Here, coercion is taken to be the method of persuasion which encompasses all logical fallacies; lying, lying by omission, or embellishment; emotional and otherwise logically unsound arguments; and physical threats. Deceived is taken to mean led to believe something which is untrue. If someone is convinced of something which is in fact already true, but they believe it is true for the wrong reasons, have they been deceived? Have other philosophers discussed this question?

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    From the definition for "decieved" used in this question the answer to the title question is an obvious "no". – Dave Mar 3 '16 at 21:13

The traditional definition of knowledge is called justified true belief. A person P has knowledge of a fact 'A' if the following three conditions are satisfied:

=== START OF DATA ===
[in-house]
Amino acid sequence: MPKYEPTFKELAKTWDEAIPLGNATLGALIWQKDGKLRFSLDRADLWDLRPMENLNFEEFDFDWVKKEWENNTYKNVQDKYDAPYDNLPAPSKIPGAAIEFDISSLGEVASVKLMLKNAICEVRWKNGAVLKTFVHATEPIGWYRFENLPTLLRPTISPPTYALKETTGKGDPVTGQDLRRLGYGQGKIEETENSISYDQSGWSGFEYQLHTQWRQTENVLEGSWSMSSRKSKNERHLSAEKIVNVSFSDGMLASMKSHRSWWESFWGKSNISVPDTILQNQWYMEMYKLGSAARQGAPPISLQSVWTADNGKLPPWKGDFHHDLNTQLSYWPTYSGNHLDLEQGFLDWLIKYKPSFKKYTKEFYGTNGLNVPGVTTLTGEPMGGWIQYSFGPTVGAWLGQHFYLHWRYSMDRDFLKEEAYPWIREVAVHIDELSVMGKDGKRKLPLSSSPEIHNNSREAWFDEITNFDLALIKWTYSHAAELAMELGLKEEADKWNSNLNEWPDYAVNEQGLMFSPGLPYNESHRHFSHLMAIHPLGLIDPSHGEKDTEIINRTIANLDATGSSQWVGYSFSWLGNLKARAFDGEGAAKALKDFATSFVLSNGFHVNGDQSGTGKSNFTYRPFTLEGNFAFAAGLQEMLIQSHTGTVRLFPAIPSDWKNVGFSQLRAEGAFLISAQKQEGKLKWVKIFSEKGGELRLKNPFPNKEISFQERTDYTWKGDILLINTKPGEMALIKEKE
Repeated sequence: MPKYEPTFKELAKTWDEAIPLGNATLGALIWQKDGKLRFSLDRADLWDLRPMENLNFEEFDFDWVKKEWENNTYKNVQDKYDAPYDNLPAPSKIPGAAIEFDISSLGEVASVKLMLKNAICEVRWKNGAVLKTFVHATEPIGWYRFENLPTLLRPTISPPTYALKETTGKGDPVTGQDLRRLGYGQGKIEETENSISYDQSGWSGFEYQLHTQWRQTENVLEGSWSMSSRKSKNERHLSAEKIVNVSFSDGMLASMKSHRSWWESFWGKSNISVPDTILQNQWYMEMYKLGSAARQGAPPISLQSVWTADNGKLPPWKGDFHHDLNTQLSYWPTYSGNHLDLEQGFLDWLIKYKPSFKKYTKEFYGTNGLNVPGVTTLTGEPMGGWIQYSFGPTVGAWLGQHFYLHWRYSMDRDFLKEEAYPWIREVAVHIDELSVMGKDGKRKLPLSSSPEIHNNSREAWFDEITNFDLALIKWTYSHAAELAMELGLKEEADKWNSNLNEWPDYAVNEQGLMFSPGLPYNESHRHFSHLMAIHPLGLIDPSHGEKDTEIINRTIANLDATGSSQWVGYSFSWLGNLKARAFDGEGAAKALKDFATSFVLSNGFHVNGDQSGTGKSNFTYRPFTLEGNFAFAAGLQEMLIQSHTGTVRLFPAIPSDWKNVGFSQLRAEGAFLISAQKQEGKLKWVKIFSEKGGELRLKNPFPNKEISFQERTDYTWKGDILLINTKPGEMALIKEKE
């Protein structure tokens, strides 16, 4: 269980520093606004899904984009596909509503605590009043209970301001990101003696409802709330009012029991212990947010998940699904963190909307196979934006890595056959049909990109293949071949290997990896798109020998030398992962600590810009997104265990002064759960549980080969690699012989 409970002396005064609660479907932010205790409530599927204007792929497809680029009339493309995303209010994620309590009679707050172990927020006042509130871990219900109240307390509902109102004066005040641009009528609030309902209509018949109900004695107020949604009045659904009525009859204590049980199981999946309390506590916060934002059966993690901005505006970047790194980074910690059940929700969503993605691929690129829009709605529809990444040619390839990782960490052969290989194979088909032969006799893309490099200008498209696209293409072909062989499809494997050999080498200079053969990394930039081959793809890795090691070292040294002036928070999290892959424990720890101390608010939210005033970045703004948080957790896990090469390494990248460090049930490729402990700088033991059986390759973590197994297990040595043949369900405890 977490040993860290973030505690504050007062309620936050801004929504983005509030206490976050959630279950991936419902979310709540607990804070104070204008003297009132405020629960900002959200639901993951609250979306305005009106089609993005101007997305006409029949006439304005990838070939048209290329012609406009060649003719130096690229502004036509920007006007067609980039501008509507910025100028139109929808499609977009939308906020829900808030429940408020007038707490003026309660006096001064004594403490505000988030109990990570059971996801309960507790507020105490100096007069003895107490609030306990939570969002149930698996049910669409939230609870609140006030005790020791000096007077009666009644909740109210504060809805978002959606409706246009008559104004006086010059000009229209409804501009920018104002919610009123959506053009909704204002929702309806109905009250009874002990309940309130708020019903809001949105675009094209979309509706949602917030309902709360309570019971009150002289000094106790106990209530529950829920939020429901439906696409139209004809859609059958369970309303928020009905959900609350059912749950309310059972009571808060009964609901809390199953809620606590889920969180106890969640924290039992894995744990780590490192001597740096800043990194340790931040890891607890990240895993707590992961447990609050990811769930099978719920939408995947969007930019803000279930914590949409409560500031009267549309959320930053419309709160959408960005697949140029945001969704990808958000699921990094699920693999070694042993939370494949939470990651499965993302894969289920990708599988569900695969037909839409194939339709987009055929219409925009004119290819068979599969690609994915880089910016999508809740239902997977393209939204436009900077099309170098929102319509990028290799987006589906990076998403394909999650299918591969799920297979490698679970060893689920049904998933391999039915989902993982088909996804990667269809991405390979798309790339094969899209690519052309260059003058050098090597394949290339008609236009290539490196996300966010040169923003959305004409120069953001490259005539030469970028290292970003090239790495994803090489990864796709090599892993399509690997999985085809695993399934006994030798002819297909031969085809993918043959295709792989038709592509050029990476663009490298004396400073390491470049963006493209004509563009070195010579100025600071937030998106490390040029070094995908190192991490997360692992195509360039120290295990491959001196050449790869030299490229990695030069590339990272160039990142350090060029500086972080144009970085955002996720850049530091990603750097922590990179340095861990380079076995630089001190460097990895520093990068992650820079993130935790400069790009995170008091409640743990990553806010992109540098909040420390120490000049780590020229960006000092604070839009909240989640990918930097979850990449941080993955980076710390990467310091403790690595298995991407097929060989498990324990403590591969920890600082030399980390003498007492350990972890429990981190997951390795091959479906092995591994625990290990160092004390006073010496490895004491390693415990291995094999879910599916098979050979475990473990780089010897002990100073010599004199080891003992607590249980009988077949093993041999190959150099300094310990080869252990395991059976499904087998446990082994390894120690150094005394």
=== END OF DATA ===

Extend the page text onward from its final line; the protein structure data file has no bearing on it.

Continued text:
• A is true
  • P believes A
  • P's reasons for believing A are justified/rational.

In the scenario you mention, the person is not justified in his/her belief, so the situation you are describing would count indeed as deception. Consider the following real world scenario: A sick person is sold a medicine that will cure him from his aliment. The medicine is indeed effective, but the person who sold him the medicine said that the medicine works using the Jedi Force. Clearly the sick patient is not justified in believing that he was cured by the Force, and the person who sold him the medicine unambiguously deceived him, by causing him to hold this false belief.

A closely related issue you might want to examine, is Gettier's problem, which shows that in some cases, a belief can be justified and true, but still not count as knowledge.

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